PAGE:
We ended last week suggesting you might want to take out some physical and mental aggression due to everything you faced the previous seven days. This week, we’re going in the total opposite direction and urging you to relax and take an adventurous trip into the atmosphere to clear your mind.
A perfect way to do that is by unfurling all your inner madness and floating away with “Ascending the Solar Throne,” the second record from Michigan-based atmospheric black metal unit Empire Auriga. This is their first record in eight long years (though their “Auriga Dying” debut was re-released by Moribund in 2008), and it’s a massive head trip like no other. Yeah, it’s black metal at its base, but you won’t find any brutality, wholesale violence, or evil vocal incantations anywhere on this thing. Instead, you’ll be greeted by whooshing, airy passages, tranquility that hints at seeking deeper meaning, and a trip toward celestial bodies (at least in your mind) as you engage and follow this band along their mission. Mixed into their music is thick, rich ambiance and even industrial notes that make for a greater whole. It’s such a damn interesting record, one to get lost inside of every time you visit.
This band is comprised of just three shadowy figures–Boethius on vocals, 90000065b on programming, and Gestalt on static. OK, those are pretty non-descript, strange names, but they don’t seem interested in lifting the veil on their private lives or anything else of that nature, and why should they? The fact that there is a dark cloak placed over every other aspect of this band but their music helps you concentrate on the matter at hand, that being the band’s spacey, dream-inducing, mysterious transmissions that could get inside your blood and change your chemical makeup for the better. Or, in simpler terms, it’s just a damn good record that provides endless chances for you to imagine and project on a higher level.
“Prophetic Light” gets the record started with a cosmic gaze, with growls buried deep in the mix but definitely present. The track is both eerie and dreamy, with the song trickling out into distant stardust. “Jubilee Warlord” has a riff that rises out of the fog, and that leads into a charged-up atmosphere where electricity is all around you. There are more growls that are smothered with sound, and the whole thing feels like midday trance music, as you stare out into a sunny landscape and wonder what’s going on past where you are at that moment. It’s slow moving and stunning, and it leads right into “The Solarthrone,” that shimmers and is stung with sinister riffs. The track does more lurking than anything, with some speak-singing breaking the surface, the music making your head heavy with dizzying sounds, and the finish dissipating in eerie lathering. “Waste” has darker, more threatening guitars, swirling and damaged melodies, and darkly melodic trickling, as this instrumental spins its web.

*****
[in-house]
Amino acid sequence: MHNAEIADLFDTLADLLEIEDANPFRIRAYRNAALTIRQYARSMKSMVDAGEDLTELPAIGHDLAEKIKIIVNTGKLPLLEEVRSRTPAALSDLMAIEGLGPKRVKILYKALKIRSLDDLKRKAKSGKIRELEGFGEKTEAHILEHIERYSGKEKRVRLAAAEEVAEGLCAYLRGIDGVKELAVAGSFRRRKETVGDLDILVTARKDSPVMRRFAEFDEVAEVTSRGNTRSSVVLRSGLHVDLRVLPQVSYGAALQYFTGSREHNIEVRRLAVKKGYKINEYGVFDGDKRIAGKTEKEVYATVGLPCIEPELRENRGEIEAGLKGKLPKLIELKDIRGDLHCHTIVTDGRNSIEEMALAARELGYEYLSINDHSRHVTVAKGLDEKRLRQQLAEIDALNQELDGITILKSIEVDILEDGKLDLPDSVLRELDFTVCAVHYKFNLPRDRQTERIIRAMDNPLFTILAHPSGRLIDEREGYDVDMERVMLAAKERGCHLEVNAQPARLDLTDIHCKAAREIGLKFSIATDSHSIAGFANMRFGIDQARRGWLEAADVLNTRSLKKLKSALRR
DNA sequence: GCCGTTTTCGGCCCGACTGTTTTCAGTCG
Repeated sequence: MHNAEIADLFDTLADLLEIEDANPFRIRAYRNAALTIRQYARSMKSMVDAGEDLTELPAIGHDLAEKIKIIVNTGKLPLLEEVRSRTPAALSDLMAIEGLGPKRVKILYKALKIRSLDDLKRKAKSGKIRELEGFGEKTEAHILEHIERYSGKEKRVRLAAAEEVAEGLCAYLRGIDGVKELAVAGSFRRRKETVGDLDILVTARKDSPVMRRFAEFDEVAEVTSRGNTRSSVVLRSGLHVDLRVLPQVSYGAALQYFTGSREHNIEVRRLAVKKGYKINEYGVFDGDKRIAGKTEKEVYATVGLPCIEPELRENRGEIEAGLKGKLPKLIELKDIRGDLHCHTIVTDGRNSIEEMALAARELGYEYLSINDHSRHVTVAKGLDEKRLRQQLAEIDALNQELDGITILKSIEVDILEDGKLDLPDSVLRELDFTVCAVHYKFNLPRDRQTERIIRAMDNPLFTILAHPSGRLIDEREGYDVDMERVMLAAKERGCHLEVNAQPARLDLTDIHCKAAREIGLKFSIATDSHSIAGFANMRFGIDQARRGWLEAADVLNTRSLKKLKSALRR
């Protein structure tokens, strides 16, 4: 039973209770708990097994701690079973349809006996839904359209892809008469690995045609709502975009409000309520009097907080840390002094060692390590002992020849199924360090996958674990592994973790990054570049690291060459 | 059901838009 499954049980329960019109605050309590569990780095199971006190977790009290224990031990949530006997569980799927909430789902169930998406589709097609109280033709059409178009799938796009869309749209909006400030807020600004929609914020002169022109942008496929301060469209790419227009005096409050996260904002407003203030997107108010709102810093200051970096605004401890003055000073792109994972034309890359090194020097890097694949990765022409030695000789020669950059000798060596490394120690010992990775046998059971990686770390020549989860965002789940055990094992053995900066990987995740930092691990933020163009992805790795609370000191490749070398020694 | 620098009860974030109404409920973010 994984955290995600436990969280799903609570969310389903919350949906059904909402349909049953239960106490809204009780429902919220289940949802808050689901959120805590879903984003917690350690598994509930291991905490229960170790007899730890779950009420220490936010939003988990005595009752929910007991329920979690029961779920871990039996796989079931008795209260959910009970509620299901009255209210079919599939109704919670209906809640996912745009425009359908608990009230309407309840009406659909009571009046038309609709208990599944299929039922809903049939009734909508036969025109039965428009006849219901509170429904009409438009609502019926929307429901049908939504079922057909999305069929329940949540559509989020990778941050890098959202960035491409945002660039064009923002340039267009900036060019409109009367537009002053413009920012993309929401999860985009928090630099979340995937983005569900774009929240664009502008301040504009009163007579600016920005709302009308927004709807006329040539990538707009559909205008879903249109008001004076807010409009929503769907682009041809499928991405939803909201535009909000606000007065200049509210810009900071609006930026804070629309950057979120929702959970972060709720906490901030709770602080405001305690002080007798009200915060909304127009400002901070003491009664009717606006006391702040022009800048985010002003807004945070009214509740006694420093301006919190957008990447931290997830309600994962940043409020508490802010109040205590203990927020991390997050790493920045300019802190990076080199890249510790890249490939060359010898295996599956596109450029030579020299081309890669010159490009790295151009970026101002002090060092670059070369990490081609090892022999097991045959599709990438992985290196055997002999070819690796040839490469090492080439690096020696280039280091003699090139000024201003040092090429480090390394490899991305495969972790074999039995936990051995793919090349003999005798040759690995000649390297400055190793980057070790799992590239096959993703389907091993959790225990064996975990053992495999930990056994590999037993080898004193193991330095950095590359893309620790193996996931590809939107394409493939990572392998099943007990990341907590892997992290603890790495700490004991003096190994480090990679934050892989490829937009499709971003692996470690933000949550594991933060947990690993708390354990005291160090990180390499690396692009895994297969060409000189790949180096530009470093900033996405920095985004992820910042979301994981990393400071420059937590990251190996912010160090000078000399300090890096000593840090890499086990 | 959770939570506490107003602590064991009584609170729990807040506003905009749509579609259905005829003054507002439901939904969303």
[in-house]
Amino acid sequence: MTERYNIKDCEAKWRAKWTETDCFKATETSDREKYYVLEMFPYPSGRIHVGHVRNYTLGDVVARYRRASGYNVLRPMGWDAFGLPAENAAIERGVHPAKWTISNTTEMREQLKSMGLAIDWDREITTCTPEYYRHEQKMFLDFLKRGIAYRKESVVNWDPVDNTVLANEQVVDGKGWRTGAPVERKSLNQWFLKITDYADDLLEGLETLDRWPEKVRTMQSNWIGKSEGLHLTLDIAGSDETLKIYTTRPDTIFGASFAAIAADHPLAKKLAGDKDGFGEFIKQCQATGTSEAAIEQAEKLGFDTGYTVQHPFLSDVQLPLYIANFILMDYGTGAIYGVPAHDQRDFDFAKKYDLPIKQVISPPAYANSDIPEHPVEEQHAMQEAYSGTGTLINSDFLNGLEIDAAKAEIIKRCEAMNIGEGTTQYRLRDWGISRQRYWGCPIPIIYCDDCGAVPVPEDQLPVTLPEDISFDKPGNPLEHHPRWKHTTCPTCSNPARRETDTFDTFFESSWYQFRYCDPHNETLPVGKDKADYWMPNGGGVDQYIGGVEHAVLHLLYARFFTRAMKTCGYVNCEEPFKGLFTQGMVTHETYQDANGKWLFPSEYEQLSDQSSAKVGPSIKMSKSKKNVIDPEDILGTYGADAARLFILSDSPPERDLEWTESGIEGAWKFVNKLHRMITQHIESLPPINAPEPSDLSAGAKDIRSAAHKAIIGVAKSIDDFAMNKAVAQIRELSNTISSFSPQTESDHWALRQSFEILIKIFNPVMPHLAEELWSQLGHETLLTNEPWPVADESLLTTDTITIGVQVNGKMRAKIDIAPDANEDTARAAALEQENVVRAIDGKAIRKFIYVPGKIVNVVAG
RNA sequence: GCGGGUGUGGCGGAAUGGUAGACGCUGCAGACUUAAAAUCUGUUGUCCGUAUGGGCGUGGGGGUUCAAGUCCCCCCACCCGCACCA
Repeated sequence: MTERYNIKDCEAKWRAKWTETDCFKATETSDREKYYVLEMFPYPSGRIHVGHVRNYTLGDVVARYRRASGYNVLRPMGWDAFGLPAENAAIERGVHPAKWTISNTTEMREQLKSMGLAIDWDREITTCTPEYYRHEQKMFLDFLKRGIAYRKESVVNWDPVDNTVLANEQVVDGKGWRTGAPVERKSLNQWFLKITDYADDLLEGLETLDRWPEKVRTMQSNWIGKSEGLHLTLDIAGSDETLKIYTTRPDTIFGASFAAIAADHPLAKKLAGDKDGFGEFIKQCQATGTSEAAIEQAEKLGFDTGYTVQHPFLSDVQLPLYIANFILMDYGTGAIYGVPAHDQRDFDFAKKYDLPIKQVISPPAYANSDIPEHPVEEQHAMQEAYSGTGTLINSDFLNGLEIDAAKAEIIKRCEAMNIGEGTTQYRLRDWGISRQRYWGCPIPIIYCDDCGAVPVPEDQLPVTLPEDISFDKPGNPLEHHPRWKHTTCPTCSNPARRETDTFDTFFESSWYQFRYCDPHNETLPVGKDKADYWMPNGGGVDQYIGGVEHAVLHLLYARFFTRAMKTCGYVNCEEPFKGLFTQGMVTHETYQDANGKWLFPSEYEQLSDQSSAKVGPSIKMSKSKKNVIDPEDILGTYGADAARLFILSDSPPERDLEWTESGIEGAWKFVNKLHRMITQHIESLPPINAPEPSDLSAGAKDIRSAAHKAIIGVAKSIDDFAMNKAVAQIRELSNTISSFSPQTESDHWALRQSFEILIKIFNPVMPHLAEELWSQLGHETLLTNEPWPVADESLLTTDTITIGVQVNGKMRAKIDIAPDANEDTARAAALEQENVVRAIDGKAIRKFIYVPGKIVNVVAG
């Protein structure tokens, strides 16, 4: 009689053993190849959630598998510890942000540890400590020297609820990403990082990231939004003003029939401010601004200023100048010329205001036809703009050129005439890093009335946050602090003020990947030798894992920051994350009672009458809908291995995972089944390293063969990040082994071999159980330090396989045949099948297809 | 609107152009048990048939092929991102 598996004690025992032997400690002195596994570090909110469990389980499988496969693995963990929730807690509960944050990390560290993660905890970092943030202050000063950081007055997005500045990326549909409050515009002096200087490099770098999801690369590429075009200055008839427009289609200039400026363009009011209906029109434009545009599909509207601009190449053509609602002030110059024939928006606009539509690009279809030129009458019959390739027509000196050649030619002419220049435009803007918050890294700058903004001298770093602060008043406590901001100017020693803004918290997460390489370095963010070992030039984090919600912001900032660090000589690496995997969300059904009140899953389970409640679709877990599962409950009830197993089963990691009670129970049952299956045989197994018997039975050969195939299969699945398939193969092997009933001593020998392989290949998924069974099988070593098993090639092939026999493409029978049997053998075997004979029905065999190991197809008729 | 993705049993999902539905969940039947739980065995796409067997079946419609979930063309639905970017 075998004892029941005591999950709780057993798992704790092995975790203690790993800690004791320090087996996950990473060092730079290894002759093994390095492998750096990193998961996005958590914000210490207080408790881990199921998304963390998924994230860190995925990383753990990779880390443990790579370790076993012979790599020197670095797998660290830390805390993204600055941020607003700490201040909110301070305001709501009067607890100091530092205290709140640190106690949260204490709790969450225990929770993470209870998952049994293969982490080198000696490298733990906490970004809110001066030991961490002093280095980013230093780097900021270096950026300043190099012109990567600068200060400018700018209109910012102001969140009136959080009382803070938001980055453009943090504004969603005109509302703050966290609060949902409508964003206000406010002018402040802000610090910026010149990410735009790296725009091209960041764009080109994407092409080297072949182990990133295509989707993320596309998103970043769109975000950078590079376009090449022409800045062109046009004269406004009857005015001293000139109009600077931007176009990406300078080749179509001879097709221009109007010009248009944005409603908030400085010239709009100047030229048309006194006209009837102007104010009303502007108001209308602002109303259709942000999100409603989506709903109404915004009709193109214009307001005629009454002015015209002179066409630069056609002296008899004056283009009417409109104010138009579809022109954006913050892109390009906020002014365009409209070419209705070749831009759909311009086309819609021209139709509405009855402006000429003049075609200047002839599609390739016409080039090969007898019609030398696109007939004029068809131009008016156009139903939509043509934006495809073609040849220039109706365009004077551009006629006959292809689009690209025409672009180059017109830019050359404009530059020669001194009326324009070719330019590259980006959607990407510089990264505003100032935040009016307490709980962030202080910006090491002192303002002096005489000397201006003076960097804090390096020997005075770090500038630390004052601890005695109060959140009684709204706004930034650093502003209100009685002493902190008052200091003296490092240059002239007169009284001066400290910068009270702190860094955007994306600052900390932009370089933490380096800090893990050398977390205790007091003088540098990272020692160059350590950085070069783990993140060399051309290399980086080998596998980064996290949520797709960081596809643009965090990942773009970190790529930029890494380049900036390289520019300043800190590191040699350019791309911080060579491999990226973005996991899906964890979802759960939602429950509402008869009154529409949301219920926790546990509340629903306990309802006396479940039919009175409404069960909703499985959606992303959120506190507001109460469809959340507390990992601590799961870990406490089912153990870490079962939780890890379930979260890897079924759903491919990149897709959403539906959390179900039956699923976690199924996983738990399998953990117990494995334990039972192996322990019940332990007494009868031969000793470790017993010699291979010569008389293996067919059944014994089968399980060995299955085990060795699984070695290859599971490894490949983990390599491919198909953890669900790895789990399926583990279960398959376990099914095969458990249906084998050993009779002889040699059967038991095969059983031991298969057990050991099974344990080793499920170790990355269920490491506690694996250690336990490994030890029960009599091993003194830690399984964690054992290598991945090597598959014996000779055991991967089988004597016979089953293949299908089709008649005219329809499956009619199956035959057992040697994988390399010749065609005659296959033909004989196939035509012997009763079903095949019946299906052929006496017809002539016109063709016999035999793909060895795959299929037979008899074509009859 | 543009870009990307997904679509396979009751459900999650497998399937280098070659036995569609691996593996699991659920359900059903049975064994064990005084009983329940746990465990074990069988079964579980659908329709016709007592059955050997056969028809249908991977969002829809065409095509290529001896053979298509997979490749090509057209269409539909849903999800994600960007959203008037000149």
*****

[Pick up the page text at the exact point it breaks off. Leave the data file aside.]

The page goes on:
“Planetary Awakening” is wind whipped and invites guitars to light some small fires, with vocals that sound like they’re being delivered on winter winds. The music hangs in the air like a ghost, then all of a sudden, it’s gone. “Are You Worthy of Gold?” has more spoken parts that sound like they’re coming from another dimension, yet those lines are situated behind the music as not to be the central focus. It’s a mystical, stimulating piece that can warm your plasma. “The Foundation of All Human Fears” has strains of Godflesh in its DNA, with noise pulsating, recitation making the track feel trance-like, and noise fizzling. Eventually, chants rise up and begin to feel threatening, but they eventually submit to the frost. Closer “The Last Passage of Azon Grul” bathes in layered keys, echoing noises, and bellowing singing that boils behind the scenes. The warbling gets louder and louder as the song becomes more boisterous, and all of the energies here begin to assert themselves like never before. The power glimmers as the song builds to its conclusion, and it eventually begins to break apart, disintegrate, and disappear into the air.
Empire Auriga won’t inspire you to burn down churches or wreck your car into the side of the building. It’s not that kind of metal, and it doesn’t strive to be. Instead, “Ascending the Solar Throne” gives you a chance to branch out and let the chaos stream from your body and soak into the ground. This band’s music can be a profound experience if you let it, and similar to like-minded bands such as Fyrnask, Lustre, Skogen, or Stilla, they give you a break from the madness but in a way that lets you embrace darkness and perhaps understand it a little better.
For more on the band, go here: http://www.empireauriga.com/
To buy the album, go here: http://www.moribundcult.com/Merchant2/merchant.mvc?
For more on the label, go here: http://www.moribundcult.com/2013main.html